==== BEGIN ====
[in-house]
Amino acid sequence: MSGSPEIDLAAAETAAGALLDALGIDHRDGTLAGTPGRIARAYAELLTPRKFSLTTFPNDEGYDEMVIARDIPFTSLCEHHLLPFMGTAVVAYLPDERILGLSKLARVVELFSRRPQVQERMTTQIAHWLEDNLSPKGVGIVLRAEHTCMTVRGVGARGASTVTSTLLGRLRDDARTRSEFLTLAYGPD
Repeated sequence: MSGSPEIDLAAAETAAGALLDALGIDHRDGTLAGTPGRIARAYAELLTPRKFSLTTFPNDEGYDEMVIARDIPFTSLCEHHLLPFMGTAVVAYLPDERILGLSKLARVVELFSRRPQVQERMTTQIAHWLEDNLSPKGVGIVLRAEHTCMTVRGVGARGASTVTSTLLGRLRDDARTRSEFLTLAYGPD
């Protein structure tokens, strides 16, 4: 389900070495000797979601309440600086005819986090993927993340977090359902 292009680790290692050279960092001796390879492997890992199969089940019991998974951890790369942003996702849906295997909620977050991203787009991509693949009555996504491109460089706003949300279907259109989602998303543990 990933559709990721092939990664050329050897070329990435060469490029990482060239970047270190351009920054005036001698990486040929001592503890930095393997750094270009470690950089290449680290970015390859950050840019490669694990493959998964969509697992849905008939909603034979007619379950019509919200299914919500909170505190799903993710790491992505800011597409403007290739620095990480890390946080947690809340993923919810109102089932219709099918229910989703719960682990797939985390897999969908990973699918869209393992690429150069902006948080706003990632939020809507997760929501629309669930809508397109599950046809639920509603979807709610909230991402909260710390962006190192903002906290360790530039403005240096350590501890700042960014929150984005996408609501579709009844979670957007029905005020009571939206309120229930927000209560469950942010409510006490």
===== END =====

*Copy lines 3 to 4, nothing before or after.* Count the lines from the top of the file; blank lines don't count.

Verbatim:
Repeated sequence: MSGSPEIDLAAAETAAGALLDALGIDHRDGTLAGTPGRIARAYAELLTPRKFSLTTFPNDEGYDEMVIARDIPFTSLCEHHLLPFMGTAVVAYLPDERILGLSKLARVVELFSRRPQVQERMTTQIAHWLEDNLSPKGVGIVLRAEHTCMTVRGVGARGASTVTSTLLGRLRDDARTRSEFLTLAYGPD
């Protein structure tokens, strides 16, 4: 389900070495000797979601309440600086005819986090993927993340977090359902 292009680790290692050279960092001796390879492997890992199969089940019991998974951890790369942003996702849906295997909620977050991203787009991509693949009555996504491109460089706003949300279907259109989602998303543990 990933559709990721092939990664050329050897070329990435060469490029990482060239970047270190351009920054005036001698990486040929001592503890930095393997750094270009470690950089290449680290970015390859950050840019490669694990493959998964969509697992849905008939909603034979007619379950019509919200299914919500909170505190799903993710790491992505800011597409403007290739620095990480890390946080947690809340993923919810109102089932219709099918229910989703719960682990797939985390897999969908990973699918869209393992690429150069902006948080706003990632939020809507997760929501629309669930809508397109599950046809639920509603979807709610909230991402909260710390962006190192903002906290360790530039403005240096350590501890700042960014929150984005996408609501579709009844979670957007029905005020009571939206309120229930927000209560469950942010409510006490």